Deadpool & The Mercs for Money has been my favorite Deadpool title of late thanks to writer Cullen Bunn’s well-paced, action-filled, self-aware narrative; a melange of obscure yet refreshing characters; and vivid, animated art from penciler Salvador Espin and colorist Guru-eFX.

Deadpool & The Mercs for Money #4 keeps the momentum going strong with a story featuring ninjas, a motorcycle riding mercenary with a giant eyeball for a head and Deadpool fighting an enemy from his past on the hood of an 18-wheeler. All while a vampire trucker spouts so-painfully-corny-they’re-good lines like, “Hey! What are you doing? I’ve still got like 666 payments left on this rig” from behind the wheel of the flame-spitting, horned demon skull on the truck grill sporting, big rig.

Bunn’s wit shines strong in this issue; he’s truly found his groove with these non-cream-of-the-crop characters as he’s able to make them thoroughly entertaining while commensurately grounded. This book never takes itself too seriously and it’s this approach that keeps the protagonists endearing and the storyline capricious.

The tandem of Salvador Espin and Guru-eFX keeps the art crisp and striking. Espin carves a nice niche between cartoony and realistic, which lends itself very well to the book’s tone. His characters are full of expression and body language but look real enough to give fight scenes impact. He also draws an absolutely bad-ass Taskmaster. This is a great looking book through and through, and props go out to Guru-eFX.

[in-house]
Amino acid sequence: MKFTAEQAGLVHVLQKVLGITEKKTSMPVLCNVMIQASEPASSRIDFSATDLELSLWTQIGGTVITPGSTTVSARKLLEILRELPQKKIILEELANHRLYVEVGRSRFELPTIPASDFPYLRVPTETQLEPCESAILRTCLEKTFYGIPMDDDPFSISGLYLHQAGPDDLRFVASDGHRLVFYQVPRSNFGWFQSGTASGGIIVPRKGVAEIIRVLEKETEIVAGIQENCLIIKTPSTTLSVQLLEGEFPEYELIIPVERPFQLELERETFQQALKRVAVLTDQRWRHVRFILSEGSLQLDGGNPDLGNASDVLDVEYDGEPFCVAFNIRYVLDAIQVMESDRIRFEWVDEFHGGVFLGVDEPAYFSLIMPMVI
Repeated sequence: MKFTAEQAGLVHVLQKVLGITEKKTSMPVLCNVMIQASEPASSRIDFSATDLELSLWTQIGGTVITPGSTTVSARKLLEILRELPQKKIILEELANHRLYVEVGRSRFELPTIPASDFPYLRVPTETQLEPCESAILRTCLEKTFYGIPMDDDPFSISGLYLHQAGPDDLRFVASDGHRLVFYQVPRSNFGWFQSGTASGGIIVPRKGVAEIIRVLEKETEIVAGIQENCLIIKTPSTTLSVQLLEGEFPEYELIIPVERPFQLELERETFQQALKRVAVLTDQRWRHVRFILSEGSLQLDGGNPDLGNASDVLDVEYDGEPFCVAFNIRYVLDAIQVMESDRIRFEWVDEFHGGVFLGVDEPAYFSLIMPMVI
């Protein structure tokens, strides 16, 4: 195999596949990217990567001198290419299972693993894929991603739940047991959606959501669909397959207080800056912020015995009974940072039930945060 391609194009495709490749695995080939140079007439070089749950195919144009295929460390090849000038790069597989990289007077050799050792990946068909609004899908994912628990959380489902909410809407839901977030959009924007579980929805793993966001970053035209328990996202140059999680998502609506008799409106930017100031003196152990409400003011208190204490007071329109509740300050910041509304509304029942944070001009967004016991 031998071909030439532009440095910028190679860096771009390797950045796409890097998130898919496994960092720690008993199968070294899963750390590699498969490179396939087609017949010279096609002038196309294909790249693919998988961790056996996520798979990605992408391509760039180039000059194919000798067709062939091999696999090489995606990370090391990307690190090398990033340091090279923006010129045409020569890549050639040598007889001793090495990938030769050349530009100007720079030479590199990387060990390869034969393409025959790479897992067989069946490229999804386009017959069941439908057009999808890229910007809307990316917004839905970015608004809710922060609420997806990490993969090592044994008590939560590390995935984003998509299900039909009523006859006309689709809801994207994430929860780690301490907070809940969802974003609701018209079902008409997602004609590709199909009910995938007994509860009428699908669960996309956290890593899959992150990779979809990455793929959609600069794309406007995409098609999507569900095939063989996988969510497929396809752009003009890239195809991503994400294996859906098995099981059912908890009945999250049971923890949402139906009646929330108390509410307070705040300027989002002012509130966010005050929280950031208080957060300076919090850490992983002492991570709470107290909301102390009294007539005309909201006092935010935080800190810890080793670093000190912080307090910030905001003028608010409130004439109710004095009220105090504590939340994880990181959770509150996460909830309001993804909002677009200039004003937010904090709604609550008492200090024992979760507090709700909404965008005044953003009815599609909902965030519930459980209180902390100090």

Espin also demonstrates that he can convey motion well when the Highwayman crashes his truck through the wall of a truck stop and into Bruiser. The blurs around the edges really make the truck leap off the page.

Plot-wise, once the Mercs for Money rolled up to the truckstop, the issue definitely slowed down. It quickly makes up for lost momentum by providing a nice comedic break. Deadpool claims that the truck stops are a sort of sacred ground and not open to attack. Clearly, he was wrong. Slapstick returns to wreak havoc on the Mercs for Money’s enemies after being run over by Highwayman’s truck in his typical cartoony fashion. Meanwhile, Deadpool is helpless to aid his mercs because he’s so enthralled by all of the violence. The action in this sequence restarts the carnage for the second half of the issue and packs in more jokes.

The past few issues have been focused on building tension and gradually bringing more characters into play. They set the scene for the explosive action in this issue. I enjoyed the building and release of tension. Changing the pace keeps everything fresh.

In terms of characterization, this issue is great, as it lets the ensemble cast cut loose. It’s great fun to watch the Mercs for Money dialed up to eleven, trying to defend their shipment. The wisecracks don’t stop and do a great job of establishing relationships between characters. In previous issues, the sheer number of characters meant that not everyone was given an equal amount of attention.

Overall, this issue was great because it used characters well, and the plot had an ebb and flow thanks to the change in momentum. Things look pretty dire for the mercs, and I’m excited to see where they go next.

Near mint, 1st print. Bagged & Boarded.